An easy repair, such as one that is purely cosmetic, is usually small and does not affect a part’s structural integrity. Cosmetic repairs are made to protect the surface of the component and do not require reinforcing materials.
Complex repairs, however, are needed when the damage interferes with the structural performance of the composite. It is sometimes necessary to make temporary repairs to the composite to keep severe mechanical problems at bay until it is possible to perform a complete repair. A patch can be fixed to the composite for a temporary repair using a belt and brace technique. This can be quick and easy to do, but this type of repair is thicker and heavier than the original bond, which may not be feasible in some situations.
If structural repairs to the composite are required due to delamination, reinforcing fiber will be needed to restore the original mechanical properties of the part. In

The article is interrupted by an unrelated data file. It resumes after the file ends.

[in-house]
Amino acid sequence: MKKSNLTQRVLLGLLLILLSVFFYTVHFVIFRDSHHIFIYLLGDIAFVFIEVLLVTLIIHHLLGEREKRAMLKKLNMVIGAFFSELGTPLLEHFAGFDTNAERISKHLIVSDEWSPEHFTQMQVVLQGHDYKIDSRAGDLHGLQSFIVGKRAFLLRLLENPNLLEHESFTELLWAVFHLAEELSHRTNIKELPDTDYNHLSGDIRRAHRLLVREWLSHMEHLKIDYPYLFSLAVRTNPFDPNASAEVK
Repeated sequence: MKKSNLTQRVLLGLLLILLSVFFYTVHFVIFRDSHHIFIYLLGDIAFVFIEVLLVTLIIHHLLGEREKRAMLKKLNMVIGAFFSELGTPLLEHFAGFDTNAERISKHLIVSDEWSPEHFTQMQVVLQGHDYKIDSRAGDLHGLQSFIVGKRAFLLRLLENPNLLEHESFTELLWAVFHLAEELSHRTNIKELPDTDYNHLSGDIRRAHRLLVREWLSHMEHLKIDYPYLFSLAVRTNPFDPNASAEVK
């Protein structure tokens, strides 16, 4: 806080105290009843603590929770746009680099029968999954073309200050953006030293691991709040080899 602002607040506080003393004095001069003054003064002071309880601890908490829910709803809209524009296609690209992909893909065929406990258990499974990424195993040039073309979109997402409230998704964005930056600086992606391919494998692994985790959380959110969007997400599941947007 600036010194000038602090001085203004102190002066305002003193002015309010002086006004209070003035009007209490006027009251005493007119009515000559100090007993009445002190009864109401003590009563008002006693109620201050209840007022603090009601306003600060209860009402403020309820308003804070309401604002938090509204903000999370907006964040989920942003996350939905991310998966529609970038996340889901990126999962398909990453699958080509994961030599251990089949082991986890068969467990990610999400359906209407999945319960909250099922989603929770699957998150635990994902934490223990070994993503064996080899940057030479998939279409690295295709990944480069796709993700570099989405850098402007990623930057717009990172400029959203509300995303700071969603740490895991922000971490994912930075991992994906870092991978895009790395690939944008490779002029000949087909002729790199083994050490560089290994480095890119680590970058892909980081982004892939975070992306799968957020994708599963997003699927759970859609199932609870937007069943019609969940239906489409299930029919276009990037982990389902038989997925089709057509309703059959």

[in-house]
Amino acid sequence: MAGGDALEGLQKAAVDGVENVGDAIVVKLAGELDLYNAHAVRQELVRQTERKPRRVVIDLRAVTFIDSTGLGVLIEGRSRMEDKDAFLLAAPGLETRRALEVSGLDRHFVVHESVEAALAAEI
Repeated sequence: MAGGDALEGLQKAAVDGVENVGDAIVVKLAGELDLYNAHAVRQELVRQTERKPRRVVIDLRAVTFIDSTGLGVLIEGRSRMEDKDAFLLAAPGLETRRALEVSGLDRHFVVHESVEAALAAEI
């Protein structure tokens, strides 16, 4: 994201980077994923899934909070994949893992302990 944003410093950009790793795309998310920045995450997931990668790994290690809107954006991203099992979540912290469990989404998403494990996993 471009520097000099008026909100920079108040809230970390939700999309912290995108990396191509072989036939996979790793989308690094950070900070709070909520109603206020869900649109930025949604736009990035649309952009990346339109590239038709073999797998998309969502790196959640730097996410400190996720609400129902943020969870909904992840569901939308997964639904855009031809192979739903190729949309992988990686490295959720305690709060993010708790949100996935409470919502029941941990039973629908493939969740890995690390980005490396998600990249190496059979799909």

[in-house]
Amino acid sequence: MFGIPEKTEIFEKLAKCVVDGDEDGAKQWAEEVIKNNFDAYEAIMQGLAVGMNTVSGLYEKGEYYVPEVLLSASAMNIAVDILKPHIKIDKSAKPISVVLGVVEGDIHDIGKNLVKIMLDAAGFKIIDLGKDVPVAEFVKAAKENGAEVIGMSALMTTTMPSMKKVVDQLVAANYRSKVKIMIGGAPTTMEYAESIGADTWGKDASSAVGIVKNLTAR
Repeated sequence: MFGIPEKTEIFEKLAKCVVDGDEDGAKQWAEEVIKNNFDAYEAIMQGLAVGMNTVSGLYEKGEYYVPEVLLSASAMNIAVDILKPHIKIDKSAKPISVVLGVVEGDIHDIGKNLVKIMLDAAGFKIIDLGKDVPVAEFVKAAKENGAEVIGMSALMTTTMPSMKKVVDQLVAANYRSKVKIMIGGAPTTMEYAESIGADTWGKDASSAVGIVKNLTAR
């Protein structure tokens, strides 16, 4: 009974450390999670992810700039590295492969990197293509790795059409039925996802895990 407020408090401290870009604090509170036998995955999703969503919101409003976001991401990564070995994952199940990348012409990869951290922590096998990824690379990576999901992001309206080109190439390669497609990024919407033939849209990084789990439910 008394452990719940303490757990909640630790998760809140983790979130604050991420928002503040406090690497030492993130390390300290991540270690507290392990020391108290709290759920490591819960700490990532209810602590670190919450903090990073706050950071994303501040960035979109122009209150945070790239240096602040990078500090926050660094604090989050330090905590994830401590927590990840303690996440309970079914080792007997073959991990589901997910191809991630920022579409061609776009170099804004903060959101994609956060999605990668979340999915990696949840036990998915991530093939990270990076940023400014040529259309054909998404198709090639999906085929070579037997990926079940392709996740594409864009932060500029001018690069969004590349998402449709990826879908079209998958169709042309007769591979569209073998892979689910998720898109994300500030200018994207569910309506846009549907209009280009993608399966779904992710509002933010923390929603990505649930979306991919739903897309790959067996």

If structural repairs to the composite are required due to delamination, reinforcing fiber will be needed to restore the original mechanical properties of the part.
making this type of repair, repair materials must overlap and be adequately bonded to the plies of the original laminate. A structural repair can be made using a taper-sanded or scarf repair. The advantage to this type of repair is that the repair is only marginally thicker than the original composite bond. In addition, each repair ply overlaps the ply that it is repairing, giving a straighter, stronger load path. The downside is that this type of repair is time consuming and requires a skilled technician.
Step-sanded repair requires a technician to sand the laminate down so that a flat band of each layer is exposed—resembling a stepped finish. The advantages and disadvantages of this process are the same as with the scarf repair in terms of thickness, strength and difficultly.
It is important to note that the actual repair procedures for composite structures can vary greatly by original equipment manufacturer (OEM), are not standardized between composite materials and are be dependent on the composite’s use.
For more information, contact Hernon Manufacturing at (866) 554-4005 or (407) 322-4000, or visit www.hernon.com.